Warren fire chief supports making tax permanent
Says maintenance, repairs costly for older trucks
WARREN — Two of the city’s five fire trucks are costing it an increasing amount of money each year to keep up with needed repairs, fire Chief Ken Nussle said Wednesday.
Having a plan to eventually replace the vehicles is one reason why he supports making the five-year, 0.5 percent income tax increase permanent.
The administration this week began working to convince city council to allow voters to decide whether the 2016 tax hike should be permanent. Administration officials are hoping council will pass a resolution supporting the change before mid-December so the resolution may be turned over to the Trumbull County Board of Elections, allowing residents the chance to vote during the March 17 primary election.
Nussle said the trucks are needing an increasing amount of repairs just to keep them functioning and available to battle fires within city limits.
“All of our trucks go through rigorous testing every year,” he said.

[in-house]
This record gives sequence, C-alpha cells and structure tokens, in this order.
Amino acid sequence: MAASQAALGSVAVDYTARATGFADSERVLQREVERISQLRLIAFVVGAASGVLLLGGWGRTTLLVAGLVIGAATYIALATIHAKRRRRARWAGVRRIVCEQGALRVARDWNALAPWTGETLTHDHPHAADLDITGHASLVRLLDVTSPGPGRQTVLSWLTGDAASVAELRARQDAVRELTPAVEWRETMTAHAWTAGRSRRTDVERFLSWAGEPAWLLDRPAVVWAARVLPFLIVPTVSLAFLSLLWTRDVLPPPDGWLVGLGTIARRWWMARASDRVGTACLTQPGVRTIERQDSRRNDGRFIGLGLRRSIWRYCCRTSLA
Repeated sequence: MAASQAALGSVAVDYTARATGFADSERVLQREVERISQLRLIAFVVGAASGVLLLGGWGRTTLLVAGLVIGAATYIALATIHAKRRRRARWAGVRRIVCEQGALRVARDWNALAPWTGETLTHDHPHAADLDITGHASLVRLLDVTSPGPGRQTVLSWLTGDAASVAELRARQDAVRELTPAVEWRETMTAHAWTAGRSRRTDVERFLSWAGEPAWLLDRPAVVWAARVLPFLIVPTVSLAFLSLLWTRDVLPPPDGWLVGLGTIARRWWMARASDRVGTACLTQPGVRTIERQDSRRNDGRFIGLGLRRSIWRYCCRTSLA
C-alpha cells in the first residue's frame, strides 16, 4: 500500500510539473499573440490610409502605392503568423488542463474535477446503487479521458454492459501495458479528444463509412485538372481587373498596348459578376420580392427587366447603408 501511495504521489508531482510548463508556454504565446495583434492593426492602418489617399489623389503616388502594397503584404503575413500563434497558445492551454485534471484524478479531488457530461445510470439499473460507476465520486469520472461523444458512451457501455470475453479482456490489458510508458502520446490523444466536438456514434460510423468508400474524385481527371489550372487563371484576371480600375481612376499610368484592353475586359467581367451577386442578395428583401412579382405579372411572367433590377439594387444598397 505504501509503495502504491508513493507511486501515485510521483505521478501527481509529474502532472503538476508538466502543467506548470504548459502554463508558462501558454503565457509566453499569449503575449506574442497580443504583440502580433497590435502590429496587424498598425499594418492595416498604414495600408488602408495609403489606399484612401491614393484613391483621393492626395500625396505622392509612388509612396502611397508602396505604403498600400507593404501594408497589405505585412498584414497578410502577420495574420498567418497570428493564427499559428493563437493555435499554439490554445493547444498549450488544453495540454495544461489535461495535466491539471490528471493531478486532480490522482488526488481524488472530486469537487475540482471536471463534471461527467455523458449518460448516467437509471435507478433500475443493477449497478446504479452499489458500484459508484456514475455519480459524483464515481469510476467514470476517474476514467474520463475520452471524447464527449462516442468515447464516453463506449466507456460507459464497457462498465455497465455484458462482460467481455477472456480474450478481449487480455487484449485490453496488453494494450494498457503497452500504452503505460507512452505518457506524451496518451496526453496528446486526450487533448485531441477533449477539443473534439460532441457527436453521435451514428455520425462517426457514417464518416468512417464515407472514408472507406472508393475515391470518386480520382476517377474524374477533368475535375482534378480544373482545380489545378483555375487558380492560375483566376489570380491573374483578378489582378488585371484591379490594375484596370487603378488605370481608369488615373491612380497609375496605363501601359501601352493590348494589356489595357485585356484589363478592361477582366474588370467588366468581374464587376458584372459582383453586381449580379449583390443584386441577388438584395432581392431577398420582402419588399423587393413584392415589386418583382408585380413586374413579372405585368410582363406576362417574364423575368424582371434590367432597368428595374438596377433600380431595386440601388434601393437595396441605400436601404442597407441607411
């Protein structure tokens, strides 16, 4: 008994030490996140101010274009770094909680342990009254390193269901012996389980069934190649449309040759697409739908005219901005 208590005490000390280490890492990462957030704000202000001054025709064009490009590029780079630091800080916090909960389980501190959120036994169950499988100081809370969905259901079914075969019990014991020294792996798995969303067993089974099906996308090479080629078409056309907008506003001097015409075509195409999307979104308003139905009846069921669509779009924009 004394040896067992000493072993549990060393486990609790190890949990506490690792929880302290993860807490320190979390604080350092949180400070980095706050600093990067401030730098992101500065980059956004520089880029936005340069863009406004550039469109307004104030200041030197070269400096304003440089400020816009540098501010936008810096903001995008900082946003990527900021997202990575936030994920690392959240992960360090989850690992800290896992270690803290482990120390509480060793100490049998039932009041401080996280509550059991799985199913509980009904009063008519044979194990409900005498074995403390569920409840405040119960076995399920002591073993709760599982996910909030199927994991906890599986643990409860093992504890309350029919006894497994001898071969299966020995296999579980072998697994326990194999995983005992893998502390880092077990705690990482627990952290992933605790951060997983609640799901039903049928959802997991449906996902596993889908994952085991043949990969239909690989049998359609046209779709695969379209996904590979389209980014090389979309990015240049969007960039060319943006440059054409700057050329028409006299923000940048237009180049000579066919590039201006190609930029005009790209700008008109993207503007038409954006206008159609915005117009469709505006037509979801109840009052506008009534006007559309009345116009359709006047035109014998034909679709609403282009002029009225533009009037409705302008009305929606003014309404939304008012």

One of the department’s oldest is a 1989 Piercepumper truck, and another is a 1992 ladder truck. The department has two regular mechanics, as well as access to other city mechanics, to look at the trucks when normal maintenance is needed.
However, when repairs require specialized skills, the department hires outside agencies to do the work, Nussle said.
From 2017 through November 2019, the department spent $36,432 for the repairs and replacement of parts on the 1992 ladder truck, which does not include cost of basic maintenance of the vehicle, Nussle said. The replacement cost of hydraulic cylinders on the truck in 2017 and in 2018 was $19,959.
“I understand the desire of the administration to be able to make long-term plans for the replacement of fire trucks,” Nussle said. “All I can say is the trucks are operational today.”
John Jerina, president of the International Association of Firefighters 204, said a basic pumper truck can cost approximately $700,000, and a ladder truck can cost between $1 million and $1.4 million.
“The average life expectancy for a fire truck is 15 to 20 years, especially in departments that use their equipment a lot,” Jerina said. “There are departments that have 24-year-old vehicles that are like new, but they do not use the trucks as much as we do.”
Councilwoman Helen Rucker, D-at Large, who proposed in 2016 that the tax be temporary until the city proves it would keep its promise, on Friday said the city has more than kept its promises. She now supports making the tax permanent.
“We put in an extra $100,000 for streets,” Rucker said.